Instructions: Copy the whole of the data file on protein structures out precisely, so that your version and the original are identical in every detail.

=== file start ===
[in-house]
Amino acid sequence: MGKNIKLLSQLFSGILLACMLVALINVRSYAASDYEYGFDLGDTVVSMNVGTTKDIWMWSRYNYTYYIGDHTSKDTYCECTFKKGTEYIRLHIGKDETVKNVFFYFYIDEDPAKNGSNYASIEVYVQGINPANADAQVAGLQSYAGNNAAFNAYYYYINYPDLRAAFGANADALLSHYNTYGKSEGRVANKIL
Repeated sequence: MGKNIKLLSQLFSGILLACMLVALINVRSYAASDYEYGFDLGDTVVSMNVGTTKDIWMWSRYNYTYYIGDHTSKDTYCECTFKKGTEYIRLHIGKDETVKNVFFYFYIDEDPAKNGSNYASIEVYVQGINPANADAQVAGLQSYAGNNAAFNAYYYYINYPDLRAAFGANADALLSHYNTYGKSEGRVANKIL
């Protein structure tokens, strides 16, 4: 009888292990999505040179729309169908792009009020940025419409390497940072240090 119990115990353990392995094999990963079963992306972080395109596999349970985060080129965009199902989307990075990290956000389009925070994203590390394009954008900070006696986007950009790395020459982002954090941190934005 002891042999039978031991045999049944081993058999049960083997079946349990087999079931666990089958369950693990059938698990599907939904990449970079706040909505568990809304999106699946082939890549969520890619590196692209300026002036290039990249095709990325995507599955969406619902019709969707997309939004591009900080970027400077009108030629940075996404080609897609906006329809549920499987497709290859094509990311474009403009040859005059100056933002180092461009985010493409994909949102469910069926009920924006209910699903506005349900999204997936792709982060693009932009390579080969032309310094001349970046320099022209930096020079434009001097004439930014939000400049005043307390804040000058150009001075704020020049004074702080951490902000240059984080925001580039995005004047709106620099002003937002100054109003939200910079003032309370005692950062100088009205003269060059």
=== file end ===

[in-house]
Amino acid sequence: MGKNIKLLSQLFSGILLACMLVALINVRSYAASDYEYGFDLGDTVVSMNVGTTKDIWMWSRYNYTYYIGDHTSKDTYCECTFKKGTEYIRLHIGKDETVKNVFFYFYIDEDPAKNGSNYASIEVYVQGINPANADAQVAGLQSYAGNNAAFNAYYYYINYPDLRAAFGANADALLSHYNTYGKSEGRVANKIL
Repeated sequence: MGKNIKLLSQLFSGILLACMLVALINVRSYAASDYEYGFDLGDTVVSMNVGTTKDIWMWSRYNYTYYIGDHTSKDTYCECTFKKGTEYIRLHIGKDETVKNVFFYFYIDEDPAKNGSNYASIEVYVQGINPANADAQVAGLQSYAGNNAAFNAYYYYINYPDLRAAFGANADALLSHYNTYGKSEGRVANKIL
């Protein structure tokens, strides 16, 4: 009888292990999505040179729309169908792009009020940025419409390497940072240090 119990115990353990392995094999990963079963992306972080395109596999349970985060080129965009199902989307990075990290956000389009925070994203590390394009954008900070006696986007950009790395020459982002954090941190934005 002891042999039978031991045999049944081993058999049960083997079946349990087999079931666990089958369950693990059938698990599907939904990449970079706040909505568990809304999106699946082939890549969520890619590196692209300026002036290039990249095709990325995507599955969406619902019709969707997309939004591009900080970027400077009108030629940075996404080609897609906006329809549920499987497709290859094509990311474009403009040859005059100056933002180092461009985010493409994909949102469910069926009920924006209910699903506005349900999204997936792709982060693009932009390579080969032309310094001349970046320099022209930096020079434009001097004439930014939000400049005043307390804040000058150009001075704020020049004074702080951490902000240059984080925001580039995005004047709106620099002003937002100054109003939200910079003032309370005692950062100088009205003269060059």